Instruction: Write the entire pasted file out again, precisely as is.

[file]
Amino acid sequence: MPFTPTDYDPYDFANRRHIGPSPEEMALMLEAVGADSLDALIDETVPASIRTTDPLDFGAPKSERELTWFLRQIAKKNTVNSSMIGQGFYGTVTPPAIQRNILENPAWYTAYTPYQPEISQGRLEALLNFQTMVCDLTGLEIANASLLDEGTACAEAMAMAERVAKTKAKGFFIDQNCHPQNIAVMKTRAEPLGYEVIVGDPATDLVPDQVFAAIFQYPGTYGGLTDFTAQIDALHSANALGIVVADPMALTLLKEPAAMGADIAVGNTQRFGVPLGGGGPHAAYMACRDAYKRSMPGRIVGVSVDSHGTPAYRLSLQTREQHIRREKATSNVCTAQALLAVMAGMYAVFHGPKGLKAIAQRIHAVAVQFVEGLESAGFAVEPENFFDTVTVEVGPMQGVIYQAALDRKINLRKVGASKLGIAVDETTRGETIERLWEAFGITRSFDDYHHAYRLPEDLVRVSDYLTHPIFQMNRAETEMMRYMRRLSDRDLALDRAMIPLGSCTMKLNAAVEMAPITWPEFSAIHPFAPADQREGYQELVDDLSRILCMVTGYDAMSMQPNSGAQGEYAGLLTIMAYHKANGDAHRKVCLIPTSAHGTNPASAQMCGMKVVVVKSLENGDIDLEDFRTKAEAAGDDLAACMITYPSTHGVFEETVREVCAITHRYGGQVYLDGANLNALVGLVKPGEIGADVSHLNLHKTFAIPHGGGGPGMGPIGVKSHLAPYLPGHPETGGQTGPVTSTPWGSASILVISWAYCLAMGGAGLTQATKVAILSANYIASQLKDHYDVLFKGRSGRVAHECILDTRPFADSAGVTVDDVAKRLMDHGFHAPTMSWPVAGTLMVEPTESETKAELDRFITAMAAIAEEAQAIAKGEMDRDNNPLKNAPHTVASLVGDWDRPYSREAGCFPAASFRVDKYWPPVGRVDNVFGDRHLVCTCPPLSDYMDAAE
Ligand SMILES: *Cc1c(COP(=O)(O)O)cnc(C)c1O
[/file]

Amino acid sequence: MPFTPTDYDPYDFANRRHIGPSPEEMALMLEAVGADSLDALIDETVPASIRTTDPLDFGAPKSERELTWFLRQIAKKNTVNSSMIGQGFYGTVTPPAIQRNILENPAWYTAYTPYQPEISQGRLEALLNFQTMVCDLTGLEIANASLLDEGTACAEAMAMAERVAKTKAKGFFIDQNCHPQNIAVMKTRAEPLGYEVIVGDPATDLVPDQVFAAIFQYPGTYGGLTDFTAQIDALHSANALGIVVADPMALTLLKEPAAMGADIAVGNTQRFGVPLGGGGPHAAYMACRDAYKRSMPGRIVGVSVDSHGTPAYRLSLQTREQHIRREKATSNVCTAQALLAVMAGMYAVFHGPKGLKAIAQRIHAVAVQFVEGLESAGFAVEPENFFDTVTVEVGPMQGVIYQAALDRKINLRKVGASKLGIAVDETTRGETIERLWEAFGITRSFDDYHHAYRLPEDLVRVSDYLTHPIFQMNRAETEMMRYMRRLSDRDLALDRAMIPLGSCTMKLNAAVEMAPITWPEFSAIHPFAPADQREGYQELVDDLSRILCMVTGYDAMSMQPNSGAQGEYAGLLTIMAYHKANGDAHRKVCLIPTSAHGTNPASAQMCGMKVVVVKSLENGDIDLEDFRTKAEAAGDDLAACMITYPSTHGVFEETVREVCAITHRYGGQVYLDGANLNALVGLVKPGEIGADVSHLNLHKTFAIPHGGGGPGMGPIGVKSHLAPYLPGHPETGGQTGPVTSTPWGSASILVISWAYCLAMGGAGLTQATKVAILSANYIASQLKDHYDVLFKGRSGRVAHECILDTRPFADSAGVTVDDVAKRLMDHGFHAPTMSWPVAGTLMVEPTESETKAELDRFITAMAAIAEEAQAIAKGEMDRDNNPLKNAPHTVASLVGDWDRPYSREAGCFPAASFRVDKYWPPVGRVDNVFGDRHLVCTCPPLSDYMDAAE
Ligand SMILES: *Cc1c(COP(=O)(O)O)cnc(C)c1O